Egan: “Well, the hang up right now is BSA.”
Angela: “Base Student Allocation.”
Egan: “Yes. And how we fund that. You know, the governor has a modest increase in the base student allocation. I think it’s the will of most members of the Legislature to increase the base student allocation. Problem is now there are certain members and House members that don’t want to put it in the formula, they want to keep it out and just give communities more education money…but it would be one time money. It wouldn’t set the level of the base student allocation any higher. I have trouble with that because we haven’t increased the BSA now going on five years and it’s about time that we add some more money in there just to keep up with inflation.”
Angela: “Okay, now in terms of the budget, how do you feel about it at this point?”
Egan: “I think it’s looking pretty good for District P. You have almost a million-8 ($1.8 million)…I can’t look it up. (laughs) You have almost a million-8 ($1.8 million) for waste water treatment. And then of course, the three million fed and state match for the airport apron and taxiway. And then we got a million dollars for the public safety building. And there are words in there that Crystal Lake Hatchery will be rebuilt right now out of Fish and Game funds and SRF funds and things like that, but the state has guaranteed that they will rebuild the Crystal Lake Hatchery.”
Angela: “So that could happen this building season then.”
Egan: “Yes it will. Or, we hope it will, yes.”
Angela: “Do you feel like there are any other last minute changes that might happen with the budget or is it pretty sealed?”
Egan: “Well, this is the horrible part: it changes on a daily basis. And, I think we’re in good shape right now. And it’s not a done deal.”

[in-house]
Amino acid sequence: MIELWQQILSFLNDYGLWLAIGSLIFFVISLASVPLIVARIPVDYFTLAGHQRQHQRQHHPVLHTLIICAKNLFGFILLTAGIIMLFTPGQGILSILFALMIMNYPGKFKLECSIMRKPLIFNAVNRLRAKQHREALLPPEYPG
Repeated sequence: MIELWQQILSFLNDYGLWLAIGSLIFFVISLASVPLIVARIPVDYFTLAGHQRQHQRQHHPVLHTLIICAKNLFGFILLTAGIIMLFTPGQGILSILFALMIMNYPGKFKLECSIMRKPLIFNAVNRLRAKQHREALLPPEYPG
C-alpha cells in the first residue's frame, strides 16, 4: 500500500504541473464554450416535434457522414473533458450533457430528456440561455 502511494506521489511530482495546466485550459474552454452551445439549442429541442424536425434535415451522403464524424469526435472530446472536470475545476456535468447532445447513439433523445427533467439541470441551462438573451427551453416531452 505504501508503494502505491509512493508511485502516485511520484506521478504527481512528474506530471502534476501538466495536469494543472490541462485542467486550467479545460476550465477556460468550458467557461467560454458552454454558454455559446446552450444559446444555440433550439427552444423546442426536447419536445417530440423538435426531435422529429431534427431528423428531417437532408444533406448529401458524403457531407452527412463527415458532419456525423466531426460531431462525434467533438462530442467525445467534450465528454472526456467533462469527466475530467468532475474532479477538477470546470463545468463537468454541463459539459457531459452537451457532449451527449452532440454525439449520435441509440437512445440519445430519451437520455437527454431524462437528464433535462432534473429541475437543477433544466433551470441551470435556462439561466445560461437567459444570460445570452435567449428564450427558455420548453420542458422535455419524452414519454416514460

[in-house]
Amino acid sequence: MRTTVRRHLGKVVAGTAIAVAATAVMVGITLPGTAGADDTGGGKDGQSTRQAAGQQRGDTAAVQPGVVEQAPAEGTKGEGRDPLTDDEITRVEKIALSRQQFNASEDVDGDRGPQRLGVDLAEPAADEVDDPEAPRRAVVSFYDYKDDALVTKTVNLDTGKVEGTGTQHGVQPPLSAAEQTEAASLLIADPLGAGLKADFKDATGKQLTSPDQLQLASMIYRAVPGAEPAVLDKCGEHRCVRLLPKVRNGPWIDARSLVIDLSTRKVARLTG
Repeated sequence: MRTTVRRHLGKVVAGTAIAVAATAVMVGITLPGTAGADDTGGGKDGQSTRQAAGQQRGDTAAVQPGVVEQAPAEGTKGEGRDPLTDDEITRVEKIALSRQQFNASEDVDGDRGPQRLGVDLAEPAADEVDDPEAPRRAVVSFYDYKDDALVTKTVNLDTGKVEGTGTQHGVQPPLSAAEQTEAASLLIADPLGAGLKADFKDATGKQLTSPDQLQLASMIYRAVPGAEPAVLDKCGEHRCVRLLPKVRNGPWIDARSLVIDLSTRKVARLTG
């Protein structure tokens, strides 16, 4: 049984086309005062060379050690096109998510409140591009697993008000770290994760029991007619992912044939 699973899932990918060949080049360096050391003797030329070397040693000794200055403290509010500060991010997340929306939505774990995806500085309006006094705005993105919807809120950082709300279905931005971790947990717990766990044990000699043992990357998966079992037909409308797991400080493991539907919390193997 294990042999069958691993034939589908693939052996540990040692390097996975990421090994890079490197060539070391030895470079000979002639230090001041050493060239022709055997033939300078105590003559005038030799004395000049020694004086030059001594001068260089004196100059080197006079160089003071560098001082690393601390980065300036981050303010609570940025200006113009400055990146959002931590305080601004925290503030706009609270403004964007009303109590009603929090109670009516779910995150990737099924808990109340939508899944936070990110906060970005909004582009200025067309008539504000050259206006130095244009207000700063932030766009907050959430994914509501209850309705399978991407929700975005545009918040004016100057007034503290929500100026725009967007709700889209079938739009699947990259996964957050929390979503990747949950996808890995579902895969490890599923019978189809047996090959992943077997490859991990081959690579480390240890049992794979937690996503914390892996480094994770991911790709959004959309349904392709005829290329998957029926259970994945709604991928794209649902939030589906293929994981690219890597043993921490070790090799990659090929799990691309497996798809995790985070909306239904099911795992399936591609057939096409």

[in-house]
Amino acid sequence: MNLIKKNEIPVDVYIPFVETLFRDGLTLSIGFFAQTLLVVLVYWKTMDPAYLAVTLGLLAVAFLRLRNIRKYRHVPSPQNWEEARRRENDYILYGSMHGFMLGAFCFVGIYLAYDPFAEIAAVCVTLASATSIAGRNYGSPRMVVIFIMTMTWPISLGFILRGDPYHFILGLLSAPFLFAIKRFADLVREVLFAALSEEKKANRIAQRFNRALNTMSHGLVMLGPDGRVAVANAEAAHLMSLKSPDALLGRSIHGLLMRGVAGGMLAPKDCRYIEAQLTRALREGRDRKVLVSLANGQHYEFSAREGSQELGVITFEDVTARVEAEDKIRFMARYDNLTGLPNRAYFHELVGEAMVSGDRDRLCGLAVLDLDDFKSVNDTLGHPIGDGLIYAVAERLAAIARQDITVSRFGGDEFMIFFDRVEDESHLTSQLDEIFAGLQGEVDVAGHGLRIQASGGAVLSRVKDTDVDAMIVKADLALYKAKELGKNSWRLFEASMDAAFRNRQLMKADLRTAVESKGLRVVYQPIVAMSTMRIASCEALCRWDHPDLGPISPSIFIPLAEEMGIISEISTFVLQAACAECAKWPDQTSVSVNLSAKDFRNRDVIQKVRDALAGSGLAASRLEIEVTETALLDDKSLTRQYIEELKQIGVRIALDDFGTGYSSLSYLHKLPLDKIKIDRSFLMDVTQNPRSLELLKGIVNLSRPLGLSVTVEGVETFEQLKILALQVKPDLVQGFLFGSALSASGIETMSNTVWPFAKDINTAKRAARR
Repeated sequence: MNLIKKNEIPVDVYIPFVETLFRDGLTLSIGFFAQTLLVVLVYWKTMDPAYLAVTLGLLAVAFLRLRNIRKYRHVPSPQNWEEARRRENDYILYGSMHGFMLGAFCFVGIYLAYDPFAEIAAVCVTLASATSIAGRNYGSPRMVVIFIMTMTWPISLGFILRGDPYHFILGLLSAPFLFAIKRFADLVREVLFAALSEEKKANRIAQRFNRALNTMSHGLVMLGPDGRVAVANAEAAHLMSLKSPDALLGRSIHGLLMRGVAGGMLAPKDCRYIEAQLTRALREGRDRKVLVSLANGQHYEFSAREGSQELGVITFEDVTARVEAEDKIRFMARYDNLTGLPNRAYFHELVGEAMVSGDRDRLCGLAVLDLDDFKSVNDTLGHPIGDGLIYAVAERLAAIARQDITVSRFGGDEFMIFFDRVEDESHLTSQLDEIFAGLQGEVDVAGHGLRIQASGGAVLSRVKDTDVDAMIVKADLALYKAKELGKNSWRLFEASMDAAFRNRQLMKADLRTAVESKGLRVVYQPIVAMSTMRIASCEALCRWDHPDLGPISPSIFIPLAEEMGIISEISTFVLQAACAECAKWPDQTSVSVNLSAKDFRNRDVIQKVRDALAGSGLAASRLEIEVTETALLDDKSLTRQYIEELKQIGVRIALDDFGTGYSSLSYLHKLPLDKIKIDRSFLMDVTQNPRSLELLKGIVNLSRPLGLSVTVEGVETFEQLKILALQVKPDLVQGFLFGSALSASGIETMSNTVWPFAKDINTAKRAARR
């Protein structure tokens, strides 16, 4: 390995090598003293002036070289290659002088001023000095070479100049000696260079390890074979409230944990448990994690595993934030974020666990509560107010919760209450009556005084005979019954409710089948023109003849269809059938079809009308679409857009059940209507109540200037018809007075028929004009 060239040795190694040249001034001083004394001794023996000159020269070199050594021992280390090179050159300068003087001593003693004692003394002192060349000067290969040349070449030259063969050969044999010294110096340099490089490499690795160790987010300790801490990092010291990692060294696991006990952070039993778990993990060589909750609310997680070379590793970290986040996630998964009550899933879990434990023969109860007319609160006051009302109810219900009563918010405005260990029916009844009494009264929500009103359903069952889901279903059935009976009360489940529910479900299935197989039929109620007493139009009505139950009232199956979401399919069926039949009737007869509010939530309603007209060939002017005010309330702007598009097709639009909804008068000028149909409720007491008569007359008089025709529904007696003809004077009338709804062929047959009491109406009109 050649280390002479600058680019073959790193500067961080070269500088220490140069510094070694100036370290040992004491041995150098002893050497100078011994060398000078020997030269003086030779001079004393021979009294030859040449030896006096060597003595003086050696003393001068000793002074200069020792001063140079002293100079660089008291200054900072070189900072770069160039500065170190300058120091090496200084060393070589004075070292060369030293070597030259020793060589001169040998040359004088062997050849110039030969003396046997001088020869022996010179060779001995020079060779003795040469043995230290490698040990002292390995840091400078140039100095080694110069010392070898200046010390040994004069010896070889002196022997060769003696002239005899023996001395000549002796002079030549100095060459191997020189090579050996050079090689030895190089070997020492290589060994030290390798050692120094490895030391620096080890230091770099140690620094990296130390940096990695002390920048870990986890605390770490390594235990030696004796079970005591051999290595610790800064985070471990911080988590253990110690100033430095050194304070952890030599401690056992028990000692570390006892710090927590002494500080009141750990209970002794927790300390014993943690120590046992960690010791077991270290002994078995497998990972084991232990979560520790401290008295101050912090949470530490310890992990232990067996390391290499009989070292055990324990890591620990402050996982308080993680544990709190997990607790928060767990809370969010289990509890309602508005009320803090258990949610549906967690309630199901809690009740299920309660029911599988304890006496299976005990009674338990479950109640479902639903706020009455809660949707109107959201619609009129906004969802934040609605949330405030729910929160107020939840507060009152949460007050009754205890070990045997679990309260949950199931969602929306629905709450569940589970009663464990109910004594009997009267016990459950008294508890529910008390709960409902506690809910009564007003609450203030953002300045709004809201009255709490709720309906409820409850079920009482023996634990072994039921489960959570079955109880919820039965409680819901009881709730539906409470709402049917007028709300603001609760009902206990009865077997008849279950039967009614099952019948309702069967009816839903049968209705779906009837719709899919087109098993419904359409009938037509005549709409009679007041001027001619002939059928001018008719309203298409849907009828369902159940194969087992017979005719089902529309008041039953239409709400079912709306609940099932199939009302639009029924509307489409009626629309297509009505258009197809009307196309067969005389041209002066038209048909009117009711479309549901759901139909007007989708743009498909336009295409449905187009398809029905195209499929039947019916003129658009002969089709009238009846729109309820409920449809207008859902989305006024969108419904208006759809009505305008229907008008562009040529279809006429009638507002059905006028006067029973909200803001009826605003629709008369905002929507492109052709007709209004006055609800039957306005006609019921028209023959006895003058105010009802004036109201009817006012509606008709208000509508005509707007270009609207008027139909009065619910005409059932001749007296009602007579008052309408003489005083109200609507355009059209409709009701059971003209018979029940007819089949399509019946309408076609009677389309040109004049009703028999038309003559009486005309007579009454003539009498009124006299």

Angela: “Just in general, how would you say this session is turning out to be compared to others in the past?”
Egan: “Well, it’s been difficult, I think there are too many issues and a lot of other issues that don’t really pertain, at least, as far as I’m concerned, in running a good state system. You know, we have minimum wage on the ballot this year. The House, as you know, passed Legislation to usurp the initiative and do it legislatively. Well, that happened in 2002 and the next year the Legislature came back and gutted it. And I don’t think there’s a lot of interest in the Senate to do minimum wage this year. I think we’re of the ilk that we just let the voters vote.”
Angela: “So that’s still a possibility anyway.”
Egan: “Yeah, and then we have the other cool issues like marijuana and (laughs) and so that will be interesting.”
Angela: “It will be an interesting election this year.”
Egan: “And then repeal of the gas line legislation from last year, Senate Bill 21. That’s an initiative and that will be on the ballot. If we continue the legislature beyond the normal end date, beyond normal adjournment, then that would force the “No on 21 Initiative” to go on the general election ballot instead of the primary ballot.”
Angela: “How do you feel that might affect the outcome?”
Egan: “I don’t like the idea. I think that we can get out of here by Sunday. I mean there’s a lot of legislation that can wait a year. We should get the big stuff done.”